'Sesame Street' not just letters and numbers anymore, Rotarians learn


Stretching its way through 140 countries, "Sesame Street" is the longest street in the world.

And the iconic children's program is using its Muppets cast to delve into far more sensitive issues and feelings than the standard letter of the day or counting games, Sunrise Rotarians were told during a recent meeting at Bobby Q's restaurant on Main Street.

Westporter Andrew Ames, vice president of global productions at Sesame Workshop, told members that Sesame Street's role has expanded to tackle issues such as HIV, international politics and even death and grieving.

" `Sesame Street's' mission is not just about teaching ABCs and 123s -- reading and arithmetic," he said. "We're also teaching major global issues."

At the non-profit Sesame Workshop, Ames oversees Sesame Street co-productions outside the U.S. and Sesame Street primetime specials in the United States.

Among the global issues the Muppets have explored are girls' empowerment in India, Bangladesh, Indonesia and Egypt; respect and understanding in Northern Ireland, Israel and the Palestinian territories, he said.

"We're also teaching health issues like malaria in Nigeria and Tanzania; HIV and AIDS in South Africa where our star is a 5-year-old girl muppet named Kami, who is HIV positive."

On the homefront, outreach initiatives are a core of the mission Ames leads.

Among them, he cited:

Healthy Habits for Life: The program helps parents instill healthy habits during their children's earliest years, from eating healthy foods to keeping their bodies active and healthy.

Math Is Everywhere: Offers instruction in math skills, using examples from everyday activities.

Let's Get Ready: About helping families prepare for emergencies. The initiative was launched after Hurricane Katrina.

Since 2006 Ames said, "Sesame Street" prime-time specials on PBS have moved into some topics far more sophisticated than the number or letter of the day.

"One on economic insecurity was titled Families Stand Together, Ames said. The program was hosted by Elmo and TV personalities Al Roker and Deborah Roberts.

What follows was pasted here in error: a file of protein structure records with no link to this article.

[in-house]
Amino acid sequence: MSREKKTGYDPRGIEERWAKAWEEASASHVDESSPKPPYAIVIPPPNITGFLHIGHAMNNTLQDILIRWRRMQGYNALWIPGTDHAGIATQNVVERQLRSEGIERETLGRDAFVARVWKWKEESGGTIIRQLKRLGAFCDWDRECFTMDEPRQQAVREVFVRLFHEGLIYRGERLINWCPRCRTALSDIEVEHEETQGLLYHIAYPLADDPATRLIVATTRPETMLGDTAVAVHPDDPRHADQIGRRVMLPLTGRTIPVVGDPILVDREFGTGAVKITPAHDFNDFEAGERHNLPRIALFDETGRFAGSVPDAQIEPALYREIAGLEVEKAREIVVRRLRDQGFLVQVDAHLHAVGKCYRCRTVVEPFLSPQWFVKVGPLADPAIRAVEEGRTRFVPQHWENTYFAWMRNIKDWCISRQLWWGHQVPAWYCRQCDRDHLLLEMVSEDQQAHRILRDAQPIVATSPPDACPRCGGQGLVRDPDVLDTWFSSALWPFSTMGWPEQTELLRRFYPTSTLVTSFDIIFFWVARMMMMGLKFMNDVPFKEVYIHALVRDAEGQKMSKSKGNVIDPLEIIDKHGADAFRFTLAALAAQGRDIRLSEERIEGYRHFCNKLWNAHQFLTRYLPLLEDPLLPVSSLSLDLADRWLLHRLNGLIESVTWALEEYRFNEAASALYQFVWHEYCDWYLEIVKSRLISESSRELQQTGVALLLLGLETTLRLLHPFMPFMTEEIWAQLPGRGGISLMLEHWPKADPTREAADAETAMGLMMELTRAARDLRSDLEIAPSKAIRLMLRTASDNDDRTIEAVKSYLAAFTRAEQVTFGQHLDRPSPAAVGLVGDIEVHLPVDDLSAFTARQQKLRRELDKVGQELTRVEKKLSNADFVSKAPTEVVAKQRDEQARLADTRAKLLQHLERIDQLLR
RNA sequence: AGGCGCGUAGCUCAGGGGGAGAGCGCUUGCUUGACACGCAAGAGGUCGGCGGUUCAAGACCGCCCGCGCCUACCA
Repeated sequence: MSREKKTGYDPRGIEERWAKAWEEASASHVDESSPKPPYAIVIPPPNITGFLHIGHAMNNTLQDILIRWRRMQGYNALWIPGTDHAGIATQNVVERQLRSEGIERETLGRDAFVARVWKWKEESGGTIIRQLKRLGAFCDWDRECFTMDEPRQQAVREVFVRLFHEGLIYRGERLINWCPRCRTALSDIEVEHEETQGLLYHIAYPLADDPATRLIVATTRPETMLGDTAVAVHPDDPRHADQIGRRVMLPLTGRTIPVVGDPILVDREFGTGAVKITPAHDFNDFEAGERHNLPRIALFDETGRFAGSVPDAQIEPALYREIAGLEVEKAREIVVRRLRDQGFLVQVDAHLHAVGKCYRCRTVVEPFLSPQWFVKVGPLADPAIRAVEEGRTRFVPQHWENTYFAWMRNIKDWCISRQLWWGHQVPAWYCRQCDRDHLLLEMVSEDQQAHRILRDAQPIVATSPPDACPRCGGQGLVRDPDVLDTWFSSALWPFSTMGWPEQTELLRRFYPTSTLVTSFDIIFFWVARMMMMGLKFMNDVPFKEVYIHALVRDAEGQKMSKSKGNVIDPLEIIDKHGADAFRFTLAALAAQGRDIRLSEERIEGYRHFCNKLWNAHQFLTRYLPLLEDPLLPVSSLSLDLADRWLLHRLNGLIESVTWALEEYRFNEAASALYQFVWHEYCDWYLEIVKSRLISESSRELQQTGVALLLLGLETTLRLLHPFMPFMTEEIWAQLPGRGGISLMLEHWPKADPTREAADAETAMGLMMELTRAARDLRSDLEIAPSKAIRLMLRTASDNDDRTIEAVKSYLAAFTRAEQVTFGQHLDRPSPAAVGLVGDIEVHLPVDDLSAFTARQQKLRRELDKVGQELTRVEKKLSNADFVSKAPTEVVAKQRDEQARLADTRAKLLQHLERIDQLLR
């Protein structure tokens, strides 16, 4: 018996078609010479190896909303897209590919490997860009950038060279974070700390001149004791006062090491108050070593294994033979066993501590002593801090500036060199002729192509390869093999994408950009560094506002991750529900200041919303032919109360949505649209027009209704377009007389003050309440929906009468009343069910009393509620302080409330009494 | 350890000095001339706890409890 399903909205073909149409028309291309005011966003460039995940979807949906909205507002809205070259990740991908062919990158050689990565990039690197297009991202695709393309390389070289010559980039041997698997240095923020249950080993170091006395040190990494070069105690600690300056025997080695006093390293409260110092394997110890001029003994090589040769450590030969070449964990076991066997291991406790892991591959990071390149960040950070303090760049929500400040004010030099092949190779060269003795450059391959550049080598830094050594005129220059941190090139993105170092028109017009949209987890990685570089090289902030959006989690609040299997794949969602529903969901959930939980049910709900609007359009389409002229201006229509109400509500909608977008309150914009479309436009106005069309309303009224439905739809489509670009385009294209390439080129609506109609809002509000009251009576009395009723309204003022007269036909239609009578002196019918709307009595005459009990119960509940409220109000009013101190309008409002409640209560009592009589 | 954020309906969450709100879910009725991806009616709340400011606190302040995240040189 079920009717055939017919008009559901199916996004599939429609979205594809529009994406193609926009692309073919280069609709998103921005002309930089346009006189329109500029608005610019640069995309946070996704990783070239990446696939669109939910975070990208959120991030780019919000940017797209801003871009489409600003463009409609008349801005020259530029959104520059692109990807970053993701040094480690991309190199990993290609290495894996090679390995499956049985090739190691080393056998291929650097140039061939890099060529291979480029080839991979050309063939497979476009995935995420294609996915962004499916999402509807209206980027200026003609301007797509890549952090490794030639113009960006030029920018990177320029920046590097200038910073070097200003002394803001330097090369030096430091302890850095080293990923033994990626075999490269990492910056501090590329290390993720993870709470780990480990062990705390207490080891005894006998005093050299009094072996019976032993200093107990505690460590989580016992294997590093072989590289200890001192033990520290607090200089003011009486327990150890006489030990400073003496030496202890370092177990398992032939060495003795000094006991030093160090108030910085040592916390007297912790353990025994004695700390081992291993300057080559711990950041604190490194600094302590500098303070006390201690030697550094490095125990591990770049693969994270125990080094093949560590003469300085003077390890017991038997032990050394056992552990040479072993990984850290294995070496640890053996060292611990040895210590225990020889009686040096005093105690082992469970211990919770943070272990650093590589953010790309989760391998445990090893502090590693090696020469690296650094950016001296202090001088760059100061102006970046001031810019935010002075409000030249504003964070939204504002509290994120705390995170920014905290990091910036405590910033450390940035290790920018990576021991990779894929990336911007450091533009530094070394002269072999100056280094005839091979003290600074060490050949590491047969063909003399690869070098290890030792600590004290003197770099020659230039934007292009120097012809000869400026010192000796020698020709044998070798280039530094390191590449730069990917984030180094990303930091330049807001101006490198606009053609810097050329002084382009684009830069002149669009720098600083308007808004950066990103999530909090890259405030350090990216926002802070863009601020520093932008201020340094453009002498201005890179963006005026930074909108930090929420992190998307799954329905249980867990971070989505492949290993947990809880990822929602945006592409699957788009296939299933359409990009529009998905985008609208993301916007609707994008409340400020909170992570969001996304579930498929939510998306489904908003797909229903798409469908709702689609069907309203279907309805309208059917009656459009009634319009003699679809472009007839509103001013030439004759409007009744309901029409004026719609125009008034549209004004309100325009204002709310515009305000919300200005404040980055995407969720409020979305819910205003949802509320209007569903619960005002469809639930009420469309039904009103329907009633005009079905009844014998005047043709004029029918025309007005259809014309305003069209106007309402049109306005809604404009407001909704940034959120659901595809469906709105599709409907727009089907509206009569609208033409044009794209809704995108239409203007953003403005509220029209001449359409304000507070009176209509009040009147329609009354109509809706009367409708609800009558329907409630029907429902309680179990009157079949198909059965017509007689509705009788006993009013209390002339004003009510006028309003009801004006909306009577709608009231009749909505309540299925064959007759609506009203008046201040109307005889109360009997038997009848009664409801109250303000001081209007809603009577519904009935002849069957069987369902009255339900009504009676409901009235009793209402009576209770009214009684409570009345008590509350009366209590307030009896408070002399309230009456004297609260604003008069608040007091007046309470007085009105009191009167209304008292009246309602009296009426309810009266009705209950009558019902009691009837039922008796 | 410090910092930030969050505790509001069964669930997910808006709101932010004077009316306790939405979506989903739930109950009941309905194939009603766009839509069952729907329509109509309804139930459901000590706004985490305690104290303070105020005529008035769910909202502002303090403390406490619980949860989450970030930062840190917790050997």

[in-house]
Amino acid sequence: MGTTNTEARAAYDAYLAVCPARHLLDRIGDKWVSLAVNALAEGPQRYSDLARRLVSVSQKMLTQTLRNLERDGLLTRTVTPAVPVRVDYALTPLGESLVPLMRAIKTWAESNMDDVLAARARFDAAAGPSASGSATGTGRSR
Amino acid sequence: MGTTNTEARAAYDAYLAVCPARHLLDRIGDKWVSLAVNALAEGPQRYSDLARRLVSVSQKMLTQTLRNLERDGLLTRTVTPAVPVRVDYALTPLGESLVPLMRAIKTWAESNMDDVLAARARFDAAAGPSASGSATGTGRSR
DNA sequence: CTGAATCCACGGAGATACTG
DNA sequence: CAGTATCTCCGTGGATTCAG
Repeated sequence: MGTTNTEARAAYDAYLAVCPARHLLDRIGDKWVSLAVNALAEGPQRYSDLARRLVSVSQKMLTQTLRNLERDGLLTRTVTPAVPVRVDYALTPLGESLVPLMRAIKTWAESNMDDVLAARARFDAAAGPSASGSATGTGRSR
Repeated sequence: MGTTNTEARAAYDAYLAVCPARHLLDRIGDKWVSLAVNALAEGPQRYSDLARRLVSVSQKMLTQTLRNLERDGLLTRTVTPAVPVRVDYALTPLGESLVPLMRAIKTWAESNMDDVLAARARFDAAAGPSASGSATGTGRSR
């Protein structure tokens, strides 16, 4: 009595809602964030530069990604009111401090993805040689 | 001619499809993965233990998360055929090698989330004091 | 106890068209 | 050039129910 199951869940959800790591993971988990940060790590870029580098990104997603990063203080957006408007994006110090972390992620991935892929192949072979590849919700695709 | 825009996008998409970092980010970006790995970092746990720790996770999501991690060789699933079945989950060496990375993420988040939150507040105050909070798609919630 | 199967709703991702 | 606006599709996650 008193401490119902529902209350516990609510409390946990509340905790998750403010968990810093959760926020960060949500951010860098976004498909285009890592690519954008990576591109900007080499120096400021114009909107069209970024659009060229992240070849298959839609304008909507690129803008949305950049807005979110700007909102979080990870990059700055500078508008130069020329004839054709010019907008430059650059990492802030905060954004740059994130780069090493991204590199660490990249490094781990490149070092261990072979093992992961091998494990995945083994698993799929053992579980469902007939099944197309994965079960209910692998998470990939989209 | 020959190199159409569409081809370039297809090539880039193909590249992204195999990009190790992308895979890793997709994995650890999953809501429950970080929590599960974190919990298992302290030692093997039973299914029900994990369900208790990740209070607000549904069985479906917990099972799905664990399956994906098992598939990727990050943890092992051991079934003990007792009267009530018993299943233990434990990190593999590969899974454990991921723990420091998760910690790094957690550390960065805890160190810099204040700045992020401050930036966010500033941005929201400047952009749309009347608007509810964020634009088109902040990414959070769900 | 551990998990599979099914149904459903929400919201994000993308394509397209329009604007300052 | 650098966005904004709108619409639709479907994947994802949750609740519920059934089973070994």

"Another called TLC -- Talk, Listen, Contact -- was aimed at the almost 800,000 pre-school children in the U.S. separated from a parent serving in the military, Ames said. "And for far too many families, the challenges continue after Mom or Dad comes home."

TLC gives military families a toolbox of resources and strategies for coping with deployment, coming home with injuries and death, Ames said. "We consider this initiative one of the most important we've done during the 41 years of `Sesame Street.' "

Hosted by Elmo and Katie Couric, the segment "When Families Grieve" focuses on both military and civilian families.

"For all three parts of TLC we've made and distributed almost 2 million outreach kits to military and civilian families. The kits include a DVD, a parent and caregiver guide, and activity books to help kids cope when parents are deployed, when they return home with combat-related injuries -- or when they don't return."

The workshop has made 840,000 kits on family grieving and distributed them through nearly every national, regional and local organization that comes in contact with grieving children and families. Kits went to 1,000 grief-counseling centers, camps, schools and hospices."

"On military bases in 20 states, we've created 35 Sesame Rooms that bring the furry, familiar joy of our Muppets to nearly 4,000 military children each week," Ames said. "And through our partnership with the U.S.O., `Sesame Street' gives live performances on military bases around the globe to give children a much-needed break from the everyday challenges when their Dad or Mom is deployed."